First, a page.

Today, I reckon we should discuss common soundbar errors to fix. The whole idea of adding one of the best soundbars to your TV setup is that they’re supposed to make getting better sound quality in your living room easy. There is actually any number of mistakes people make when setting up and using their soundbars. Mistakes that can stop them from sounding their best.
Naturally, we at Naysblog want to make sure you’re getting the most out of your hard-earned home theater gear. So here we look at the most common soundbar errors to fix and help you avoid making your own soundbar faux pas.
1. Ignoring channel balance on your soundbar
While practically all soundbars will be placed underneath a TV, the precise room settings in which they are used might vary almost indefinitely. As a result, the sound they generate can vary greatly. This depends on the surfaces in your space where it is being reflected. Now that so many soundbars create audio channel effects by reflecting their sound off walls and ceilings, this is especially true.
2. Audio latency brought on by ARC/eARC
The HDMI connection specification’s audio return channel (ARC) technology is a great concept on paper. After all, it enables ARC-compatible TVs to send their audio out via ARC-certified HDMI connections to external devices. This includes devices like soundbars and AV receivers, reducing wiring hassles. Essentially, it’s transforming your TV into handy audio “switching device.”
ARC isn’t always the advantage it seems to be, though. It has gained notoriety for causing the sound to be out of sync with the images in some AV setups. This is what causes performers’ lips to move incoherently with the words you are hearing them utter.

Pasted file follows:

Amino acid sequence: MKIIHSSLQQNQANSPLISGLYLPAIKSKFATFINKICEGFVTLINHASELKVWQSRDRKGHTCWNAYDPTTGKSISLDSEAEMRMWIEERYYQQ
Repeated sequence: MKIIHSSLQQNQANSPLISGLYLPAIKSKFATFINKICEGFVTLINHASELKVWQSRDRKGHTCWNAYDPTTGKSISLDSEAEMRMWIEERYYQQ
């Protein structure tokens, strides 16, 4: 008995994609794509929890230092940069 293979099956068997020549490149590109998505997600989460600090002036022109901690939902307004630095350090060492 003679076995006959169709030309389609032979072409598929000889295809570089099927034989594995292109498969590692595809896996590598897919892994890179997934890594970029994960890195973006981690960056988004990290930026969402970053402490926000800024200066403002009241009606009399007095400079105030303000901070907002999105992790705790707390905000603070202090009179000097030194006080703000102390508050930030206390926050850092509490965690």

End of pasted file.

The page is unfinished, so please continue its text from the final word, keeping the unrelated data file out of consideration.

3. Loss of high dynamic range (HDR) and game picture quality
Having just lauded the benefits of the HDMI passthrough systems supported by some soundbars, it is also possible that, depending on the capabilities of your TV and sources, there may be a drawback to them that you should be aware of.
You need your soundbar’s HDMI passthrough to be able to transmit such cutting-edge pictures to your display. Especially if you own a PS5, Xbox Series X, PC, or recent high-end graphics card in addition to a TV that can handle 4K pixels at 120Hz refresh rate with VRR. Unfortunately, not many soundbars can accomplish this right now.
Attempting to transmit such signals will almost always result in their being reduced to at most 4K 60Hz with no variable refresh rates.
Despite many of their most recent TVs supporting such cutting-edge graphical features, even the latest LG and Samsung soundbars can’t transmit 4K 120Hz and/or VRR across their HDMI connections to screens.
Variable refresh rates are not supported by the Sony HT-A7000 soundbar’s 4K 120Hz passthrough. But in the present soundbar market, there isn’t any other support for cutting-edge gaming via HDMI loop-through.
The vast majority of soundbars that enable HDMI passthrough now support passing through HDR. But, many do not support passing through the “premium” HDR10+ and Dolby Vision HDR codecs. This is the other problem with HDMI passthrough.